Entertainment-wise, in addition to the band, they have competitive eating. Pies and watermelon. They were full sized pies, too. For some reason seeing the pies lined up on a table made me think of the hilarity and third degree burns that would ensue if the pies were fresh out of the oven. I don't know if I saw that in a movie or a sitcom or something, but I could picture it very clearly. Anyways, for both eating contests they let people use their hands. Now, in my limited experience with eating contests (Fish Day Ice Cream Eating Contest Participant '86-'89) you are not allowed to use your hands. That's what makes it a jolly good time. Especially for the pie! Think of the humor of somebody trying to devour a blueberry pie without using their hands! Hilarious, I say! I kept shouting, "Don't use your hands!" and "You can't use your hands!" while simultaneously complaining to those around us about the flagrant use of hands in the eating contests. I believe Mr. ATK was sufficiently embarrassed. He also had never heard of hand-less competitive eating. He's clearly led a sheltered life on those army bases. 

Eventually, after the eating was done and winners were declared, the fireworks started. This was really the first time I had seen fireworks that weren't over a body of water. Well, except for those few times we went to the fireworks in Bessemer, Michigan. There you sat on the football field of a stadium while hell fire rained down upon you because the fireworks weren't shot high enough in the air. We stopped going there after a couple years.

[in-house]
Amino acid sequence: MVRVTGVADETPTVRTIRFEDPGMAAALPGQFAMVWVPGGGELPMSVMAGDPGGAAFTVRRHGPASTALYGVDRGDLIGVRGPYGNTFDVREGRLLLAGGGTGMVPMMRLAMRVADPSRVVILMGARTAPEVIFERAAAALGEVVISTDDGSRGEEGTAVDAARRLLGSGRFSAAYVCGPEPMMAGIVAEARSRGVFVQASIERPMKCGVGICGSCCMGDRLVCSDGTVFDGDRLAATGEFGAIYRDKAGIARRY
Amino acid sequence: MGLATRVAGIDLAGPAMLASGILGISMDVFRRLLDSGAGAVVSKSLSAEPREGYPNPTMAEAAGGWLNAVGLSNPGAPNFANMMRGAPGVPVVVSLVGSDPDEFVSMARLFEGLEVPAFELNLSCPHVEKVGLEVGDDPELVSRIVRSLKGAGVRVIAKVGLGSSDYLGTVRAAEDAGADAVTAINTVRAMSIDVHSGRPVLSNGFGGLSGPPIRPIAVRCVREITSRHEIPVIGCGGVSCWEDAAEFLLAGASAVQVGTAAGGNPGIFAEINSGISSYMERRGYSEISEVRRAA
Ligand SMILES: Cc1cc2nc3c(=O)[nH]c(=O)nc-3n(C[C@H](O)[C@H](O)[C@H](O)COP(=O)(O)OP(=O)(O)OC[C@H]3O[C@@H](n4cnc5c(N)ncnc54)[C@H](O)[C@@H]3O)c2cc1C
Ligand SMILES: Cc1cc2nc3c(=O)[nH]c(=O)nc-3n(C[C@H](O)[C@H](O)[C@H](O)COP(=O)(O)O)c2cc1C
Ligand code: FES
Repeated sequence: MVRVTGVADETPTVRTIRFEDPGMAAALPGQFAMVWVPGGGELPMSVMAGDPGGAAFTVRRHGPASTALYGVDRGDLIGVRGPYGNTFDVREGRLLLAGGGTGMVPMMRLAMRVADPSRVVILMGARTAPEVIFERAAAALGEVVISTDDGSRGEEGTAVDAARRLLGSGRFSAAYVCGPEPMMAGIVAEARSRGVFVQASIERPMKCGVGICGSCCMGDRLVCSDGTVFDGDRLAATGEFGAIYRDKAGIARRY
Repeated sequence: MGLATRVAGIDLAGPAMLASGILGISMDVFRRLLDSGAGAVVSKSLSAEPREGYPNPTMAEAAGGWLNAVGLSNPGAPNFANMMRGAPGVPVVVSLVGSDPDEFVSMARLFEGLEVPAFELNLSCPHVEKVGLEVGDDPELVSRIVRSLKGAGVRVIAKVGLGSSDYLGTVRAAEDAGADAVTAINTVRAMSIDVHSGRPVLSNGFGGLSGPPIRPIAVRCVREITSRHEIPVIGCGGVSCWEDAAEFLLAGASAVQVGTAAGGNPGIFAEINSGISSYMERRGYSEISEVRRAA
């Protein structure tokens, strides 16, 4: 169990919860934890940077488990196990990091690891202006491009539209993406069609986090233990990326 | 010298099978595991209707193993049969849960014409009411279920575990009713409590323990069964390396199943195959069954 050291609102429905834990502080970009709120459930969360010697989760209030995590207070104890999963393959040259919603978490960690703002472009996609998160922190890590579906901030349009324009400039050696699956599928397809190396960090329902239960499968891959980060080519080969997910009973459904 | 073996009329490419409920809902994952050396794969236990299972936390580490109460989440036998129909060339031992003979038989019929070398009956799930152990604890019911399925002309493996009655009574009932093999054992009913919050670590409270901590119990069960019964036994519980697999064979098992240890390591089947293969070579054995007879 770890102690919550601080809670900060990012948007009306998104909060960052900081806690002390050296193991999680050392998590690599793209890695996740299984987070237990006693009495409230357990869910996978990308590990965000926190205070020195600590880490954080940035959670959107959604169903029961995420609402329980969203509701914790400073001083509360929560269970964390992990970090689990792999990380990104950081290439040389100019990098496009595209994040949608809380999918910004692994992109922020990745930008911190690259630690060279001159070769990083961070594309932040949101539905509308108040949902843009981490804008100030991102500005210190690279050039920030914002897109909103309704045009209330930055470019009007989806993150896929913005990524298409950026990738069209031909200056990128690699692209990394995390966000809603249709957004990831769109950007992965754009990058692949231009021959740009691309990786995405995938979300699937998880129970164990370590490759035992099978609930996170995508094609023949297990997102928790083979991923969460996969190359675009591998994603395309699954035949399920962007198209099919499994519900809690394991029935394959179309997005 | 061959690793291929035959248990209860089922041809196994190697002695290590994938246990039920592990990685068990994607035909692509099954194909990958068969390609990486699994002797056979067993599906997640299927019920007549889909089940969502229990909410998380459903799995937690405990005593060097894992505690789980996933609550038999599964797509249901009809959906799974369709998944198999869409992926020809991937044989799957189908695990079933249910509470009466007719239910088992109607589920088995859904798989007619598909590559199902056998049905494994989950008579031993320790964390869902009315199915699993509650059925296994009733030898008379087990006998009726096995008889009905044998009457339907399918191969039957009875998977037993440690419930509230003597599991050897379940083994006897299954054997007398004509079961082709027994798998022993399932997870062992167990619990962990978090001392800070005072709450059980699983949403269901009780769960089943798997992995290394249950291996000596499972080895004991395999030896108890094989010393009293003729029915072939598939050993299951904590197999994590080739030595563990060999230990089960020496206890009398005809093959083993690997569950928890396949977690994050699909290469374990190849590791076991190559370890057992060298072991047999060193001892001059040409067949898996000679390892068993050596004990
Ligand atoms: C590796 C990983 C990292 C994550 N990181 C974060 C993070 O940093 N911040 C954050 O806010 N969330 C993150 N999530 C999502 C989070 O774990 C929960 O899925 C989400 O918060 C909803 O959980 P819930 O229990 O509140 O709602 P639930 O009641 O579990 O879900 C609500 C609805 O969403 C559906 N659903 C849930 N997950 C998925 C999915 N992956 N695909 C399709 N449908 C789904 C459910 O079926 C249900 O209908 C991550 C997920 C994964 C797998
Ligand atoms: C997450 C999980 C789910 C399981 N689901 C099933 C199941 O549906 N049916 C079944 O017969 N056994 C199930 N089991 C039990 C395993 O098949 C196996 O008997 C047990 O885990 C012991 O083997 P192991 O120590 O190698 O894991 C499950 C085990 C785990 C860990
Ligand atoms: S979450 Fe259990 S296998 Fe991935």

Still, the fireworks display was very nice. Of course during the whole show, they played Deep Purple's "Smoke on the Water." (Fire in the sky! Get it!? Do you get it?! It's FIRE in the SKY!! Like the fireworks!) At first I thought it was clever, but then the song just did. not. end. I had never heard a 20 minute version of "Smoke on the Water" before and, quite frankly, I don't ever need to hear it again. But the fireworks themselves were very nice. I do so love fireworks.

And now I leave you with Senor Coconut's delightful version of "Smoke on the Water." 


(No, I don't know who the little girl is in the video.)

*I assume other embassies don't have two celebrations for their National Day because not many embassies have as many people here as we do. But I could totally be wrong. Maybe they all have a separate "fun" party. Also, Mr. ATK and I went to Norway's Constitution Day celebration back in May and it was awesome.  


  1. This is a particularly great blog. I love the description of Midwestern foods you were hoping to find. As for what other embassies do, they all seem to have the casual "family" celebration and a second "diplomatic" formal thing. The casual celebration here in Niamey had much less food and fun options than yours and it got cut short by a sandstorm. :/

  2. But I mean other countries' embassies... like I went to Norway's formal party, but did they have a special non-formal Norwegians only party? I wonder...